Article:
But Why?

As we’ve told more and more people about our plan to return to the UK, Phil and I have been talking about the difficulty of answering this question.

It usually comes up when you tell people back home, because they think England is rubbish and everywhere else is better/more glamorous/sunnier/warmer etc etc. This national penchant for negativity is why Australians call us “whingeing poms.” (I imagine the big influx of English immigrants to Australia in the 1960s must have been like a big black cloud arriving on a sunny day).

And the question “why?” often comes from Americans who have the opposite attitude to their country, believing it to be the best place in the world, the place everyone else wants to be, and therefore being a bit surprised to hear that you don’t agree.

I told Phil that I use a shortcut answer: “friends and family.” It’s easy to say and everyone gets it instantly. It also has the added benefit of being true. It’s only part of the story, but I haven’t found a way to tell the other part. Until now.

I’ve been finding blogs written by people in similar situations to me – American ex-pats living in England, or Brits living in America, and I’ve found some great blogs such as Ameringlish and The Iota Quota and by following links on those blogs I got to American in Bath, which is so wonderfully written that what was going to be a quick glance turned into half an hour of reading old posts, and I came across this explanation of why “American in Bath” chooses England as her home:

The Tuesday before I flew back to the States, I found a benign growth in my right breast. What I felt was annoyance. I’d been to the GP on the Monday for a referral for knee surgery. I really didn’t want to spend another morning at the doctor’s office. Despite the fact that I knew from experience what I was feeling, I was aware that as a matter of course the thing needed to be poked, smooshed, and ultrasounded to confirm its status as a non-threat to life. My second reaction was sheer relief that this time I wouldn’t not doing this in America.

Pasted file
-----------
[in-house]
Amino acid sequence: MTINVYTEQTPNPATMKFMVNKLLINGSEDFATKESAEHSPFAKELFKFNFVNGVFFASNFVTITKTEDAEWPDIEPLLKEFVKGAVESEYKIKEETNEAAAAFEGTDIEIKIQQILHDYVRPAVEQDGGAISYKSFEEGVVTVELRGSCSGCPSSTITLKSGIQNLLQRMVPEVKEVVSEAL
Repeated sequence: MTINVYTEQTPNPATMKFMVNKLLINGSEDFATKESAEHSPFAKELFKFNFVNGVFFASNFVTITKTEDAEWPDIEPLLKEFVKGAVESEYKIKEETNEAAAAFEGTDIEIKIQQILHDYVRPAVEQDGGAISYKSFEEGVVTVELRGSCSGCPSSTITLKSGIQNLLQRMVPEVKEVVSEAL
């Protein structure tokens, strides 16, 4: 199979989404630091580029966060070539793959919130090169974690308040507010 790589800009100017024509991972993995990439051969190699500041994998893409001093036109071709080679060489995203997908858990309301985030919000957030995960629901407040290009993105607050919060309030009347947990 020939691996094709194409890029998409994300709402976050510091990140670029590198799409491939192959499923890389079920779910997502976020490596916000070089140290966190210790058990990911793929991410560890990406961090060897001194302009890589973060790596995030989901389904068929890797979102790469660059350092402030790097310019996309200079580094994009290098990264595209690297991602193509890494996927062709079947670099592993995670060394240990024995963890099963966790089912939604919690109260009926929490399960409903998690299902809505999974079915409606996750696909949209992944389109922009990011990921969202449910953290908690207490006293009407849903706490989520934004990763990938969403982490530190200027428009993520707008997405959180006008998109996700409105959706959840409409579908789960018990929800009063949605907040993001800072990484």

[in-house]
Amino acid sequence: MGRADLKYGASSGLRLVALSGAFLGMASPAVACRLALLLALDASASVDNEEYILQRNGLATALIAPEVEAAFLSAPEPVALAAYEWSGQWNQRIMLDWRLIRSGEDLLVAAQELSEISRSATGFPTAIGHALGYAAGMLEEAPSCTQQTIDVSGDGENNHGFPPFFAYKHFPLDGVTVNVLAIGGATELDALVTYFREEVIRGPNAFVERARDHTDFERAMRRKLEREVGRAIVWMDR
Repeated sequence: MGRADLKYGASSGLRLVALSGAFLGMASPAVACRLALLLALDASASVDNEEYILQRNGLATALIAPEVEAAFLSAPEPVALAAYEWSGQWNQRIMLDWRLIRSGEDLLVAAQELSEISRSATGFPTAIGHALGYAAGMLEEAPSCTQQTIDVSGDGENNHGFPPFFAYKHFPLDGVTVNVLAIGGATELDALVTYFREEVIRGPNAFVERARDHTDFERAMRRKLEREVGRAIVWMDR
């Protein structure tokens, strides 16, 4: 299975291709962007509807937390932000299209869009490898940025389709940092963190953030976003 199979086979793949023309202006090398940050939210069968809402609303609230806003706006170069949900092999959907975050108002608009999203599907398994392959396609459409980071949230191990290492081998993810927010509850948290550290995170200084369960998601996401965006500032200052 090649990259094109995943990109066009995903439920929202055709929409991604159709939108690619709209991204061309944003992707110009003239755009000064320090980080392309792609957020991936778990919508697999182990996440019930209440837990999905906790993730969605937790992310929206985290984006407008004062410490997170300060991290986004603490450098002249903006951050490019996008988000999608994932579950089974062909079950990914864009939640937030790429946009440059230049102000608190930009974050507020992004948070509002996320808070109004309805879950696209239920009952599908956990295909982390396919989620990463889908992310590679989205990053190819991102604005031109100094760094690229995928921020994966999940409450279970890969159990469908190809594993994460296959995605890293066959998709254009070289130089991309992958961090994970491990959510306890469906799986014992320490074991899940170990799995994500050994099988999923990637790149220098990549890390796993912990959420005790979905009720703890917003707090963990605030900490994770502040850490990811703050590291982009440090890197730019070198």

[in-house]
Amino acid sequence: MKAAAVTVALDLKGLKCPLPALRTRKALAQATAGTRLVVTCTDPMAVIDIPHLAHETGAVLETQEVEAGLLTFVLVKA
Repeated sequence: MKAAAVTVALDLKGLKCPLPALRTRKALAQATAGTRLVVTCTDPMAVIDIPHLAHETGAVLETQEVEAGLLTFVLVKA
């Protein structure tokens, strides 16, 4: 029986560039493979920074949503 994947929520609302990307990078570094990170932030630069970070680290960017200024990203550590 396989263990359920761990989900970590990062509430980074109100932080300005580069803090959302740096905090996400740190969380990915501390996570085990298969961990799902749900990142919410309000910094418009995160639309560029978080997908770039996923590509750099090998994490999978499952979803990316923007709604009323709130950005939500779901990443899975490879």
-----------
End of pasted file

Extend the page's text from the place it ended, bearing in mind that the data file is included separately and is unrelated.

I do not want to live in a system that does not see good, timely healthcare as a human right. I reject a system which prioritizes share prices above human life. I can live without miles of branded laundry detergent. I, single and without children, want to live in a country that sees the need for a parent to be with a child in its first year. I want to support a system which sees the difficulties caring for a loved one presents and which makes that possible. I want to work in a system which requires me to rest and insists on liveable pay. I want the women who surround me to not worry about estrogen in the food chain. And I want cows and sheep roaming in my countryside. I want my neighbors to see the unfairness of the world in which they live rather than labeling their underemployed brethren as failures.

This is the part that you can’t explain to anyone. It’s hard to explain it to Americans who haven’t known any other system and many of whom culturally object to government assistance. And it’s impossible to explain it to Brits, who can’t conceive of a world without government assistance (and whose favorite pastime is complaining about how inadequate what they have is). But whether or not anyone else understands, that description perfectly sums up how I have come to feel about the two countries and why I am choosing one over the other. In making that choice, I am giving things up, as is the case with any choice – choosing one thing automatically means giving up something else – but as I get older my priorities have changed. I choose England now.